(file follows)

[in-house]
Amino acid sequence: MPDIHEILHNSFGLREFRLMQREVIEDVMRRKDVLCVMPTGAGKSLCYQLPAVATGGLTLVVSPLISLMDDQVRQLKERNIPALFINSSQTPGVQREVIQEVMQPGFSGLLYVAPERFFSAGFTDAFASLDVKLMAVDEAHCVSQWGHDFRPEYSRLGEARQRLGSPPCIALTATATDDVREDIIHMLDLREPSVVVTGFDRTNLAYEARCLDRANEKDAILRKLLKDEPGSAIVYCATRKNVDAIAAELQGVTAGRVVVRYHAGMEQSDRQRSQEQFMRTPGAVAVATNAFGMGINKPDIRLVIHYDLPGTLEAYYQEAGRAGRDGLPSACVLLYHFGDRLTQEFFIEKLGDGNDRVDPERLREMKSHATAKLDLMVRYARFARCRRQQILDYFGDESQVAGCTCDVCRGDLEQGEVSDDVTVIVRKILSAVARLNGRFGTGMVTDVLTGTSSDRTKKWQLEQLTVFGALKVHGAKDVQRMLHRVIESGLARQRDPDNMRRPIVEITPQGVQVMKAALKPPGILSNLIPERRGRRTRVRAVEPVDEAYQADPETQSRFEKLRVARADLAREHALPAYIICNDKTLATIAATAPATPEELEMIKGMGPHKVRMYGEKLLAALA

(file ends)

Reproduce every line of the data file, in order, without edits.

[in-house]
Amino acid sequence: MPDIHEILHNSFGLREFRLMQREVIEDVMRRKDVLCVMPTGAGKSLCYQLPAVATGGLTLVVSPLISLMDDQVRQLKERNIPALFINSSQTPGVQREVIQEVMQPGFSGLLYVAPERFFSAGFTDAFASLDVKLMAVDEAHCVSQWGHDFRPEYSRLGEARQRLGSPPCIALTATATDDVREDIIHMLDLREPSVVVTGFDRTNLAYEARCLDRANEKDAILRKLLKDEPGSAIVYCATRKNVDAIAAELQGVTAGRVVVRYHAGMEQSDRQRSQEQFMRTPGAVAVATNAFGMGINKPDIRLVIHYDLPGTLEAYYQEAGRAGRDGLPSACVLLYHFGDRLTQEFFIEKLGDGNDRVDPERLREMKSHATAKLDLMVRYARFARCRRQQILDYFGDESQVAGCTCDVCRGDLEQGEVSDDVTVIVRKILSAVARLNGRFGTGMVTDVLTGTSSDRTKKWQLEQLTVFGALKVHGAKDVQRMLHRVIESGLARQRDPDNMRRPIVEITPQGVQVMKAALKPPGILSNLIPERRGRRTRVRAVEPVDEAYQADPETQSRFEKLRVARADLAREHALPAYIICNDKTLATIAATAPATPEELEMIKGMGPHKVRMYGEKLLAALA